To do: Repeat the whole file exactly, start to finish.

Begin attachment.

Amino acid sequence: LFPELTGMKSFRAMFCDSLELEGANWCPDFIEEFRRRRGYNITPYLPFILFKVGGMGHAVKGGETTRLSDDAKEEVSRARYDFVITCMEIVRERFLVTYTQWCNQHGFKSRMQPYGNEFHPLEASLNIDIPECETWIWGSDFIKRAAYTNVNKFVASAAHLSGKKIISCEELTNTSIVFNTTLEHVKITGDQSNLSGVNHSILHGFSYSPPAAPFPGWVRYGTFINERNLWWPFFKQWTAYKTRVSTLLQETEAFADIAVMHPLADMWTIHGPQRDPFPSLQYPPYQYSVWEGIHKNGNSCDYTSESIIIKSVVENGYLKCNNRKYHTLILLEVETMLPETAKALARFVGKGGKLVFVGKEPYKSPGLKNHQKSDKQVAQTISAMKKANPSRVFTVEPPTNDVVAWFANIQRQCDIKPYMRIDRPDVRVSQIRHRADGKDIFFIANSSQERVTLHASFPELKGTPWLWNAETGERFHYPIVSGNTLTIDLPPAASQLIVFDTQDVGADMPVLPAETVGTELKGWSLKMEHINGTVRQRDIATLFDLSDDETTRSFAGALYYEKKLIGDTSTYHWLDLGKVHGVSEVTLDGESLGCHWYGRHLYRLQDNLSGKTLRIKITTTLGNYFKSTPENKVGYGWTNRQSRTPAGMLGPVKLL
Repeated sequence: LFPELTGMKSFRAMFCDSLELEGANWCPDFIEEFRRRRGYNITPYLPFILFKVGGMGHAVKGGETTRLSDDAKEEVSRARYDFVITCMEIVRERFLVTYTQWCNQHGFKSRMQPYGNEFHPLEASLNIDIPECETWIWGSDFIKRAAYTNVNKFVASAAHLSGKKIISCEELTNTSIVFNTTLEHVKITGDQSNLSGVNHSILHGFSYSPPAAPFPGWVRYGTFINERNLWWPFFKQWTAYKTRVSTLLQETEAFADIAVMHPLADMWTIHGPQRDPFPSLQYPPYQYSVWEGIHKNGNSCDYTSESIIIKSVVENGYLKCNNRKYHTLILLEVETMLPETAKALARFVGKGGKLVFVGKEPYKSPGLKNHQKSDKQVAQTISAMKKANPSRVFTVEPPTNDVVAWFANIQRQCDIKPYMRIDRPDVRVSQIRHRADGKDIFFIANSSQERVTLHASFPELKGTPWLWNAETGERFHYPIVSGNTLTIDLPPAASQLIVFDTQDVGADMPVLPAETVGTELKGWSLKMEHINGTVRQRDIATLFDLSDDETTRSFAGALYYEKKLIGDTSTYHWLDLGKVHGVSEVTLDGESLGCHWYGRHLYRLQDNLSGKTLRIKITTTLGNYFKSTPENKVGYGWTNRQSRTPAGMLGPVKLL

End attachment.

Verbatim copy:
Amino acid sequence: LFPELTGMKSFRAMFCDSLELEGANWCPDFIEEFRRRRGYNITPYLPFILFKVGGMGHAVKGGETTRLSDDAKEEVSRARYDFVITCMEIVRERFLVTYTQWCNQHGFKSRMQPYGNEFHPLEASLNIDIPECETWIWGSDFIKRAAYTNVNKFVASAAHLSGKKIISCEELTNTSIVFNTTLEHVKITGDQSNLSGVNHSILHGFSYSPPAAPFPGWVRYGTFINERNLWWPFFKQWTAYKTRVSTLLQETEAFADIAVMHPLADMWTIHGPQRDPFPSLQYPPYQYSVWEGIHKNGNSCDYTSESIIIKSVVENGYLKCNNRKYHTLILLEVETMLPETAKALARFVGKGGKLVFVGKEPYKSPGLKNHQKSDKQVAQTISAMKKANPSRVFTVEPPTNDVVAWFANIQRQCDIKPYMRIDRPDVRVSQIRHRADGKDIFFIANSSQERVTLHASFPELKGTPWLWNAETGERFHYPIVSGNTLTIDLPPAASQLIVFDTQDVGADMPVLPAETVGTELKGWSLKMEHINGTVRQRDIATLFDLSDDETTRSFAGALYYEKKLIGDTSTYHWLDLGKVHGVSEVTLDGESLGCHWYGRHLYRLQDNLSGKTLRIKITTTLGNYFKSTPENKVGYGWTNRQSRTPAGMLGPVKLL
Repeated sequence: LFPELTGMKSFRAMFCDSLELEGANWCPDFIEEFRRRRGYNITPYLPFILFKVGGMGHAVKGGETTRLSDDAKEEVSRARYDFVITCMEIVRERFLVTYTQWCNQHGFKSRMQPYGNEFHPLEASLNIDIPECETWIWGSDFIKRAAYTNVNKFVASAAHLSGKKIISCEELTNTSIVFNTTLEHVKITGDQSNLSGVNHSILHGFSYSPPAAPFPGWVRYGTFINERNLWWPFFKQWTAYKTRVSTLLQETEAFADIAVMHPLADMWTIHGPQRDPFPSLQYPPYQYSVWEGIHKNGNSCDYTSESIIIKSVVENGYLKCNNRKYHTLILLEVETMLPETAKALARFVGKGGKLVFVGKEPYKSPGLKNHQKSDKQVAQTISAMKKANPSRVFTVEPPTNDVVAWFANIQRQCDIKPYMRIDRPDVRVSQIRHRADGKDIFFIANSSQERVTLHASFPELKGTPWLWNAETGERFHYPIVSGNTLTIDLPPAASQLIVFDTQDVGADMPVLPAETVGTELKGWSLKMEHINGTVRQRDIATLFDLSDDETTRSFAGALYYEKKLIGDTSTYHWLDLGKVHGVSEVTLDGESLGCHWYGRHLYRLQDNLSGKTLRIKITTTLGNYFKSTPENKVGYGWTNRQSRTPAGMLGPVKLL